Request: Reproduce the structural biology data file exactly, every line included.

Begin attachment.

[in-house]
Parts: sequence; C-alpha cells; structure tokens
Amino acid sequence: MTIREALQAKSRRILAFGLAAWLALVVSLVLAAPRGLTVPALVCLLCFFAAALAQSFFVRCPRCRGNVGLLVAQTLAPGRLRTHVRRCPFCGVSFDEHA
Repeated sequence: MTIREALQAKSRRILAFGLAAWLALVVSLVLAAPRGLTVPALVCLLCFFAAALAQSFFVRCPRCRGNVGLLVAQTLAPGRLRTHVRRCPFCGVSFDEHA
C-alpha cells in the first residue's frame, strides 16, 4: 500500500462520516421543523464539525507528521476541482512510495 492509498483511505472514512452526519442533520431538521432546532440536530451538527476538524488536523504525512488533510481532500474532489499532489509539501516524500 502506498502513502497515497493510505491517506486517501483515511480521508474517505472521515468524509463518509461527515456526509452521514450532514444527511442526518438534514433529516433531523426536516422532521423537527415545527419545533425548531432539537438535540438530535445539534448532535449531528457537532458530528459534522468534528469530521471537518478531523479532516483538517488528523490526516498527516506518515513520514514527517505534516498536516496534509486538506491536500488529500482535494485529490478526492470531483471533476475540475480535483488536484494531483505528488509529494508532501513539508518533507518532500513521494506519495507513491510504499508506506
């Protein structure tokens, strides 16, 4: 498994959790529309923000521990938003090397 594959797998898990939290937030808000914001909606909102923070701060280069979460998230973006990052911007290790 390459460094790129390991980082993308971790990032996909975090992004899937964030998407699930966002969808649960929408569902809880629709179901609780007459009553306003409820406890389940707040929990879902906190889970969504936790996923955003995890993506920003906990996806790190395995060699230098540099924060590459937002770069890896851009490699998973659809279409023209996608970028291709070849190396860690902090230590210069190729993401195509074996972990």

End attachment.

[in-house]
Parts: sequence; C-alpha cells; structure tokens
Amino acid sequence: MTIREALQAKSRRILAFGLAAWLALVVSLVLAAPRGLTVPALVCLLCFFAAALAQSFFVRCPRCRGNVGLLVAQTLAPGRLRTHVRRCPFCGVSFDEHA
Repeated sequence: MTIREALQAKSRRILAFGLAAWLALVVSLVLAAPRGLTVPALVCLLCFFAAALAQSFFVRCPRCRGNVGLLVAQTLAPGRLRTHVRRCPFCGVSFDEHA
C-alpha cells in the first residue's frame, strides 16, 4: 500500500462520516421543523464539525507528521476541482512510495 492509498483511505472514512452526519442533520431538521432546532440536530451538527476538524488536523504525512488533510481532500474532489499532489509539501516524500 502506498502513502497515497493510505491517506486517501483515511480521508474517505472521515468524509463518509461527515456526509452521514450532514444527511442526518438534514433529516433531523426536516422532521423537527415545527419545533425548531432539537438535540438530535445539534448532535449531528457537532458530528459534522468534528469530521471537518478531523479532516483538517488528523490526516498527516506518515513520514514527517505534516498536516496534509486538506491536500488529500482535494485529490478526492470531483471533476475540475480535483488536484494531483505528488509529494508532501513539508518533507518532500513521494506519495507513491510504499508506506
């Protein structure tokens, strides 16, 4: 498994959790529309923000521990938003090397 594959797998898990939290937030808000914001909606909102923070701060280069979460998230973006990052911007290790 390459460094790129390991980082993308971790990032996909975090992004899937964030998407699930966002969808649960929408569902809880629709179901609780007459009553306003409820406890389940707040929990879902906190889970969504936790996923955003995890993506920003906990996806790190395995060699230098540099924060590459937002770069890896851009490699998973659809279409023209996608970028291709070849190396860690902090230590210069190729993401195509074996972990």